How to Run 12V HotEnd with 24V Duet2?



  • Hi,

    What would be the best way to run a 12V/40W hotend with a 24V Duet2 (dc-dc converter/mosfet based circuit/opto-isolator/something else)?

    Thanks!



  • just buy a new 24V heater catrigde..a single 24 cartrigde costs under 2€ at aliexpress



  • @barracuda72 said in How to Run 12V HotEnd with 24V Duet2?:

    just buy a new 24V heater catrigde..a single 24 cartrigde costs under 2€ at aliexpress

    Wish it was that simple.

    I've got an Atom MK3 hotend which has a small circular disc-type heater installed - so far I couldn't find one of these with 24V rating, but perhaps someone knows?



  • DC to DC converter, power it directly from the printer power supply, positive from the DC-DC converter goes to the heater lead 1, negative from the Duet goes to the heater lead 2.

    The Duet will switch the negative side to achieve temperature control, and the hotend will see 12v maximum assuming the DC-DC converter does not fail.



  • @elmoret said in How to Run 12V HotEnd with 24V Duet2?:

    DC to DC converter, power it directly from the printer power supply, positive from the DC-DC converter goes to the heater lead 1, negative from the Duet goes to the heater lead 2.

    The Duet will switch the negative side to achieve temperature control, and the hotend will see 12v maximum assuming the DC-DC converter does not fail.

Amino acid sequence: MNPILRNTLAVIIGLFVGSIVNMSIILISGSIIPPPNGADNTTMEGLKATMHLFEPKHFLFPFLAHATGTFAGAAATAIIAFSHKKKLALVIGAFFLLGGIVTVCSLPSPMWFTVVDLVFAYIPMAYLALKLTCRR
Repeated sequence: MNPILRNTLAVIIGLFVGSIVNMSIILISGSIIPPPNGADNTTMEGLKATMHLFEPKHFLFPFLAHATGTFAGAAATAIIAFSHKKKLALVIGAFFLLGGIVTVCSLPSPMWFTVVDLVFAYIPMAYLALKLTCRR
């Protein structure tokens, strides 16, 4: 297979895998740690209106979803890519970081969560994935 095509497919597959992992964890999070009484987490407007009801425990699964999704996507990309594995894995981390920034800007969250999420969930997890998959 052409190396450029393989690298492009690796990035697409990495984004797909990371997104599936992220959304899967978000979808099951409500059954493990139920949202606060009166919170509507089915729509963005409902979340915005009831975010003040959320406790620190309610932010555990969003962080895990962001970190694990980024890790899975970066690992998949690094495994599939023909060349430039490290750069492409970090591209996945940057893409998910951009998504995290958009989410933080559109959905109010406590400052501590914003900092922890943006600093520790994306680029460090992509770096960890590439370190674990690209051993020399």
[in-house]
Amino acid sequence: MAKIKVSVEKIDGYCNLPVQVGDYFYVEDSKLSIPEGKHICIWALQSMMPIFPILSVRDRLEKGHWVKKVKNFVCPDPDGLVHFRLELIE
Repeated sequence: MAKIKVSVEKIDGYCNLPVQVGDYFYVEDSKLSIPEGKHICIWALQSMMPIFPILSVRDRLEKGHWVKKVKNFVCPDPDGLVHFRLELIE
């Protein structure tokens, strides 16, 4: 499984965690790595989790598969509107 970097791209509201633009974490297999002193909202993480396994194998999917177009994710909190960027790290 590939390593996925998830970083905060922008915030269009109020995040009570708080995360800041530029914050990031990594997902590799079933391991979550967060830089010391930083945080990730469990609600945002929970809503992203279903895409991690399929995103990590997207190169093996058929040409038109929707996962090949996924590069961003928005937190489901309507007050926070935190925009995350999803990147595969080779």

Thanks for the suggestion, @elmoret!

    If it was linear voltage, I wouldn't think twice about it and indeed use a dc-dc converter. My concern, though, is these converters tend to be relatively slow and as you point out the Duet uses pwm for controlling the voltage input to the heater. Hence, I worry a converter may not always be quick enough to do the job.

    Any opinion on this, guys?



  • This post is deleted!

  • administrators

    @snowcrash said in How to Run 12V HotEnd with 24V Duet2?:

    @elmoret said in How to Run 12V HotEnd with 24V Duet2?:

    DC to DC converter, power it directly from the printer power supply, positive from the DC-DC converter goes to the heater lead 1, negative from the Duet goes to the heater lead 2.

    The Duet will switch the negative side to achieve temperature control, and the hotend will see 12v maximum assuming the DC-DC converter does not fail.

    Thanks for the suggestion, @elmoret!

    If it was linear voltage, I wouldn't think twice about it and indeed use a dc-dc converter. My concern, though, is these converters tend to be relatively slow and as you point out the Duet uses pwm for controlling the voltage input to the heater. Hence, I worry a converter may not always be quick enough to do the job.

    Any opinion on this, guys?

    What @elmoret is suggesting is that you use the DC-DC converter to provide +12V power to the positive heater lead. Not to power the converter from the PWM output, which would be a bad idea.



  • Yes using it the way elmoret suggested works great and I have done so many times.

    Do not PWM it down from 24v. Most people would set 50% which is actually still 2x the max power, it would need to be 25% PWM max to get a rough equivalent, but even then its just 25% duty cycle of 24v ON, 0v, 24v On, 0v etc... You're still running your heater at 4 times its rated power output just only for 25% of the time, assuming nothing (like a mosfet) fails and runs the heater at 4 times power for the few minutes/seconds it would take to melt and/or catch fire.